History Matters
E-News from the Congregational Library & Archives
February, 2015  
 Church Anniversary Workshop 
 April 25, 2015
New Life
Old Stories

Trinitarian Congregational Church.

Concord, MA

Workshops include

Managing social media

Writing your own history

Records Stewardship

Planning worship services 



Congregationalist Editorial April 1918


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Lemuel Haynes 1753-1833,  Freed 1774


As I was reading about the remarkable Lemuel Haynes, I could have thought that his story was set in the 20th century rather than the two hundred years earlier. Abandoned by his African American father and Caucasian mother, Lemuel Hayne achieved many firsts, as a former indentured servant who rose to become a celebrated preacher and internationally popular author, he was outspoken on issues of liberty and justice and completely dedicated to his Calvinist and Federalist beliefs.


"Liberty is equally as precious to a black man, as it is to a white one, and bondage equally as intolerable to the one as it is to the other,"


Primarily self-educated, he was offered a place at Dartmouth College but opted to stay in his native Connecticut to study with successors of Jonathan Edwards. He served in majority white churches in Granville, MA, Rutland VT and later in Granville, NY. Like many of his profession, he married one of his flock, but it was Elizabeth Babbitt who, according to one source, proposed to him in 1783. Their interracial marriage produced 10 children who went on to live productive and prominent lives.

A popular figure known for a caustic wit, Haynes was recognized by preachers, civic leaders and academics through his prolific writings and poetry. It was his preaching that affected his congregations; one of his parishioners wrote: "I never heard a sermon from my minister without gaining something new."[1]

What pastor would not like to win this praise?

Cary Hewitt

Read more about what others say.

Find more that is available at the Congregational Library &Archives 

[1]Sketches of the Life and Character of the Rev. Lemuel Haynes, A. M.: For Many Years Pastor of a Church in Rutland, Vt., and Late in Granville, New-York

Timothy Mather Cooley- January 1, 1837




Last month on January 15, President Obama hosted a screening of the critically acclaimed film Selma. The movie recounts the1965 voting rights march from Selma to Montgomery. It opens with Dr. King's acceptance of the Nobel Peace Prize in Oslo and ends in Montgomery, Alabama a little more than three months later. But the story extends far beyond those miles and few months; it is a microcosm of the Civil Rights Movement.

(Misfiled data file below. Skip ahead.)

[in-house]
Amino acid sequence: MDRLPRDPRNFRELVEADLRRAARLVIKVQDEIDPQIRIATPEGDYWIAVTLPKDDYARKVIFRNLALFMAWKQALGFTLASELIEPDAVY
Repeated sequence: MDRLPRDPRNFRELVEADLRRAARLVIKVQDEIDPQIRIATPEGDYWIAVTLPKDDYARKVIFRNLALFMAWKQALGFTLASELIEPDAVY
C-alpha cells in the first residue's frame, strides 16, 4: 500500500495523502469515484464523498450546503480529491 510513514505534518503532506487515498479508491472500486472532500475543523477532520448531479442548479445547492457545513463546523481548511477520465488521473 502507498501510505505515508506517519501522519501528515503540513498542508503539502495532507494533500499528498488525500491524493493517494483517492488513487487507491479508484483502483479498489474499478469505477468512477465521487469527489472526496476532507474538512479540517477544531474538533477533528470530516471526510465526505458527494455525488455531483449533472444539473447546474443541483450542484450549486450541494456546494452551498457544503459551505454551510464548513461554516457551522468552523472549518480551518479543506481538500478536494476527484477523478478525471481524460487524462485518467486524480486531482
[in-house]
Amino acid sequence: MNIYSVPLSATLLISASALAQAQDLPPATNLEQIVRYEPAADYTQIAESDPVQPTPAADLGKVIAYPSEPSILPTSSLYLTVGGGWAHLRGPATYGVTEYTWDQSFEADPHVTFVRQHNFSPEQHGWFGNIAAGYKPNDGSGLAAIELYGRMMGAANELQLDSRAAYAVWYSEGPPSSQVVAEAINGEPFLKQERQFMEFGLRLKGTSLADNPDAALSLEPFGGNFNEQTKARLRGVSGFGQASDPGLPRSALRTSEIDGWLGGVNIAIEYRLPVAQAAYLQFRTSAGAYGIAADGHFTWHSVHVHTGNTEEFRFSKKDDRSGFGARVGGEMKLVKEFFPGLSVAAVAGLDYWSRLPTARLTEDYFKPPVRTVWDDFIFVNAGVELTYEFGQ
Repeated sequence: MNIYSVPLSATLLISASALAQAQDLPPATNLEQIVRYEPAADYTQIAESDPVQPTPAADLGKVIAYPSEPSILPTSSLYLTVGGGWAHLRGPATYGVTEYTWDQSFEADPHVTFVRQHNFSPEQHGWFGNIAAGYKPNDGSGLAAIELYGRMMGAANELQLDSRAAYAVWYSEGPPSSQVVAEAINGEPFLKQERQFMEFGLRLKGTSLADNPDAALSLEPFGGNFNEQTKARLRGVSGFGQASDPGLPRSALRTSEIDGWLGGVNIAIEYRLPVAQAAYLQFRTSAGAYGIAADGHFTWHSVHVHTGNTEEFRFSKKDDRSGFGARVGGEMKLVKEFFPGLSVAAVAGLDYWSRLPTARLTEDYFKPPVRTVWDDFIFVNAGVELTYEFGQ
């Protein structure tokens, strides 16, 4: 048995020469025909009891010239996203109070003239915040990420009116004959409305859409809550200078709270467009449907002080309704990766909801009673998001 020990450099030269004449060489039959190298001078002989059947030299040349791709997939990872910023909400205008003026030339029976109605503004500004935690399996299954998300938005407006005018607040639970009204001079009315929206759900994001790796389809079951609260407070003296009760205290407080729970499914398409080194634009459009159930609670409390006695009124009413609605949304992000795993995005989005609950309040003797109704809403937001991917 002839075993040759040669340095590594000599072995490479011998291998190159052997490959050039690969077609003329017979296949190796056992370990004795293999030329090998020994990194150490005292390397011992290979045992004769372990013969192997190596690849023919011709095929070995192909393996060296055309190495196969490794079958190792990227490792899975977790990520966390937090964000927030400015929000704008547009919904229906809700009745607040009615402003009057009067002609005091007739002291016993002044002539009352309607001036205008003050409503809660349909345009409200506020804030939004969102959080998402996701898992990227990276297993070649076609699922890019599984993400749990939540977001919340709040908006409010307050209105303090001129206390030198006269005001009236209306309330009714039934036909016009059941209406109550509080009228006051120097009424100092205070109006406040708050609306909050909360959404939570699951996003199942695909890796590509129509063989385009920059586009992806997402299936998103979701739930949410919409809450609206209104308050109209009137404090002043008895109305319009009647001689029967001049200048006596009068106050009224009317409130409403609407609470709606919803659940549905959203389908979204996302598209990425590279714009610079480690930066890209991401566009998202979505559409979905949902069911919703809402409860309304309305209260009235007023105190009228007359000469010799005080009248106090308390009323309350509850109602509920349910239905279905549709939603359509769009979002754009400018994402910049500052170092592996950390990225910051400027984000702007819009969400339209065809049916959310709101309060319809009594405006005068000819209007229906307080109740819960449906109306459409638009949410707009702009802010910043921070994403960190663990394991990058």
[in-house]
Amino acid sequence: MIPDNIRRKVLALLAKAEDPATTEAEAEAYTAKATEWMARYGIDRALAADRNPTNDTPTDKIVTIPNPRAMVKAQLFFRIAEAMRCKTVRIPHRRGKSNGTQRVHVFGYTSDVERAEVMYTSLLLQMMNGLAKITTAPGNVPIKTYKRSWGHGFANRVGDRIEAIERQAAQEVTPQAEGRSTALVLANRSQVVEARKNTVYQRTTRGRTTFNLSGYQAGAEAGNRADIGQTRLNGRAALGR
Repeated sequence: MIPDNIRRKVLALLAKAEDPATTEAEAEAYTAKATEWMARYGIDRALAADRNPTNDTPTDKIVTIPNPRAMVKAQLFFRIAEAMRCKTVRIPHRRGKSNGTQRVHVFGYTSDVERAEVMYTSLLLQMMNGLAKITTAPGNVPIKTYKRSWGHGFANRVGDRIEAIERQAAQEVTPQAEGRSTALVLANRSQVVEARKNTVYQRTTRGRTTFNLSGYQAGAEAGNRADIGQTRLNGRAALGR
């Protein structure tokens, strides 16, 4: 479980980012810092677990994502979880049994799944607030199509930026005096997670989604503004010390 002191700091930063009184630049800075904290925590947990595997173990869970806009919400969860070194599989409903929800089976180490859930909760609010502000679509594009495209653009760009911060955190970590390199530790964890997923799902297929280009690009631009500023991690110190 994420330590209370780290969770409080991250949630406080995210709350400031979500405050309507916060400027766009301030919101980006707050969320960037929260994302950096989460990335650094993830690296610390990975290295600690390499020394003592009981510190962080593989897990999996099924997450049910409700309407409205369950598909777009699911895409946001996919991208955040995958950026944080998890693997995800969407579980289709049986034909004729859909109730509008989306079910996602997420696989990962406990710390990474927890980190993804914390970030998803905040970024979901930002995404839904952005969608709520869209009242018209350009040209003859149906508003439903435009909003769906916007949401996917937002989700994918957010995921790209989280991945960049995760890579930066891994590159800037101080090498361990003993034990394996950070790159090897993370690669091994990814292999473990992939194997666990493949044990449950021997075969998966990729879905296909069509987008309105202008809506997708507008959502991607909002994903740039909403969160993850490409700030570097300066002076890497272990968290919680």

One hundred years earlier, a far different film was screened in the White House. Sponsored by President Woodrow Wilson, The Birth of a Nation became the first film ever shown in the presidential residence. D.W. Griffith's film included actors in blackface and heroic portraits of the Knights of the Ku Klux Klan. While the film was wildly popular, there were violent protests across the country. In Boston the fight against showing the film was led by Monroe Trotter, editor of The Liberator. Along the way, Trotter was betrayed by many, but The Congregationalist assistant editor, Rolfe Cobleigh advocated for the cause in person and in print from his headquarters here at Congregational House.

In his most recent book The Birth of a Nation, Dick Lehr recounts the public confrontation that "roiled America, pitting black against white, Hollywood against Boston, and free speech against civil rights."[1] It was complicated and messy, setting the standard for the civil actions of the 1950's and 1960's and continuing to the present day.

Lehr used CL&A resources in the course of his investigation.

At the Congregationalist Library and Archives visitors can access numerous issues of The Liberator and bound volumes of The Congregationalist. Dick Lehr's book is available at Amazon and to our members at the Library.


[1] Jacket cover, The Birth of a Nation, 2014

Dick Lehr, Pulitzer Prize finalist for Black Mass, Whitey Bulger, the FBI, A devil's Deal will be speaking at the Library & Archives  this spring.


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